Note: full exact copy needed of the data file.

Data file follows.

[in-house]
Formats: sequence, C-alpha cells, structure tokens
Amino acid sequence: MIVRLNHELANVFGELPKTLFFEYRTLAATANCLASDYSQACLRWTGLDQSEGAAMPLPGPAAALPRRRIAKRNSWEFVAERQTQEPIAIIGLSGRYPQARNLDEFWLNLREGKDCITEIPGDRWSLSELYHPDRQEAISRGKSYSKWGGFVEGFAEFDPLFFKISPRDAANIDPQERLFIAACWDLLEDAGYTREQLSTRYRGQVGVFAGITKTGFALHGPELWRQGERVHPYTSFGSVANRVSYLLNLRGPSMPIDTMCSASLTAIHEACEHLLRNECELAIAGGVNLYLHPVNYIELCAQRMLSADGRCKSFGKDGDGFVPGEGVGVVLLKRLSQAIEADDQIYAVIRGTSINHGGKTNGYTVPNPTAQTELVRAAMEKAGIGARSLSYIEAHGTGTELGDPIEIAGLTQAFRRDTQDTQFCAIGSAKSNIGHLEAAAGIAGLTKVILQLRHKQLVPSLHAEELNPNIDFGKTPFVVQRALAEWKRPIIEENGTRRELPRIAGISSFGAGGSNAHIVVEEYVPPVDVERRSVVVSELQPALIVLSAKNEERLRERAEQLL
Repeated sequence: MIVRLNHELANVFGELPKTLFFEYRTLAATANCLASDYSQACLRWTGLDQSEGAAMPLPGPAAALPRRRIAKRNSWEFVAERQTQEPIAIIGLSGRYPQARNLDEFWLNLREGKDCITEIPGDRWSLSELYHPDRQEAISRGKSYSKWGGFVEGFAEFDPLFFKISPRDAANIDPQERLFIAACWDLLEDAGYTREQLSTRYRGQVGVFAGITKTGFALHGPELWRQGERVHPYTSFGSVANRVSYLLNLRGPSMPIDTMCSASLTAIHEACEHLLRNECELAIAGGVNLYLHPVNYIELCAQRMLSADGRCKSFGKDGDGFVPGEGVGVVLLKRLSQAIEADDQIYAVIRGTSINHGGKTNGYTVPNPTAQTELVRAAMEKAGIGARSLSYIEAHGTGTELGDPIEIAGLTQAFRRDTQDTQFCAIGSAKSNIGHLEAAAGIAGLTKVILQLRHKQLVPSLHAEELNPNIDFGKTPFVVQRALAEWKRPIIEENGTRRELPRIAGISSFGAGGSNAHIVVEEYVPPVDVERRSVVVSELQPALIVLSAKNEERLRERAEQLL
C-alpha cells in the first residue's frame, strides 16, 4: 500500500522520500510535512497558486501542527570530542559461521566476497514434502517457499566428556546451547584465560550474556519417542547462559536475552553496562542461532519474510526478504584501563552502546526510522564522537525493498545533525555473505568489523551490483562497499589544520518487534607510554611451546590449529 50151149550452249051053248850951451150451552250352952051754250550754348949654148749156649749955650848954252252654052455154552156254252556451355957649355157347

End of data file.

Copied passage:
[in-house]
Formats: sequence, C-alpha cells, structure tokens
Amino acid sequence: MIVRLNHELANVFGELPKTLFFEYRTLAATANCLASDYSQACLRWTGLDQSEGAAMPLPGPAAALPRRRIAKRNSWEFVAERQTQEPIAIIGLSGRYPQARNLDEFWLNLREGKDCITEIPGDRWSLSELYHPDRQEAISRGKSYSKWGGFVEGFAEFDPLFFKISPRDAANIDPQERLFIAACWDLLEDAGYTREQLSTRYRGQVGVFAGITKTGFALHGPELWRQGERVHPYTSFGSVANRVSYLLNLRGPSMPIDTMCSASLTAIHEACEHLLRNECELAIAGGVNLYLHPVNYIELCAQRMLSADGRCKSFGKDGDGFVPGEGVGVVLLKRLSQAIEADDQIYAVIRGTSINHGGKTNGYTVPNPTAQTELVRAAMEKAGIGARSLSYIEAHGTGTELGDPIEIAGLTQAFRRDTQDTQFCAIGSAKSNIGHLEAAAGIAGLTKVILQLRHKQLVPSLHAEELNPNIDFGKTPFVVQRALAEWKRPIIEENGTRRELPRIAGISSFGAGGSNAHIVVEEYVPPVDVERRSVVVSELQPALIVLSAKNEERLRERAEQLL
Repeated sequence: MIVRLNHELANVFGELPKTLFFEYRTLAATANCLASDYSQACLRWTGLDQSEGAAMPLPGPAAALPRRRIAKRNSWEFVAERQTQEPIAIIGLSGRYPQARNLDEFWLNLREGKDCITEIPGDRWSLSELYHPDRQEAISRGKSYSKWGGFVEGFAEFDPLFFKISPRDAANIDPQERLFIAACWDLLEDAGYTREQLSTRYRGQVGVFAGITKTGFALHGPELWRQGERVHPYTSFGSVANRVSYLLNLRGPSMPIDTMCSASLTAIHEACEHLLRNECELAIAGGVNLYLHPVNYIELCAQRMLSADGRCKSFGKDGDGFVPGEGVGVVLLKRLSQAIEADDQIYAVIRGTSINHGGKTNGYTVPNPTAQTELVRAAMEKAGIGARSLSYIEAHGTGTELGDPIEIAGLTQAFRRDTQDTQFCAIGSAKSNIGHLEAAAGIAGLTKVILQLRHKQLVPSLHAEELNPNIDFGKTPFVVQRALAEWKRPIIEENGTRRELPRIAGISSFGAGGSNAHIVVEEYVPPVDVERRSVVVSELQPALIVLSAKNEERLRERAEQLL
C-alpha cells in the first residue's frame, strides 16, 4: 500500500522520500510535512497558486501542527570530542559461521566476497514434502517457499566428556546451547584465560550474556519417542547462559536475552553496562542461532519474510526478504584501563552502546526510522564522537525493498545533525555473505568489523551490483562497499589544520518487534607510554611451546590449529 50151149550452249051053248850951451150451552250352952051754250550754348949654148749156649749955650848954252252654052455154552156254252556451355957649355157347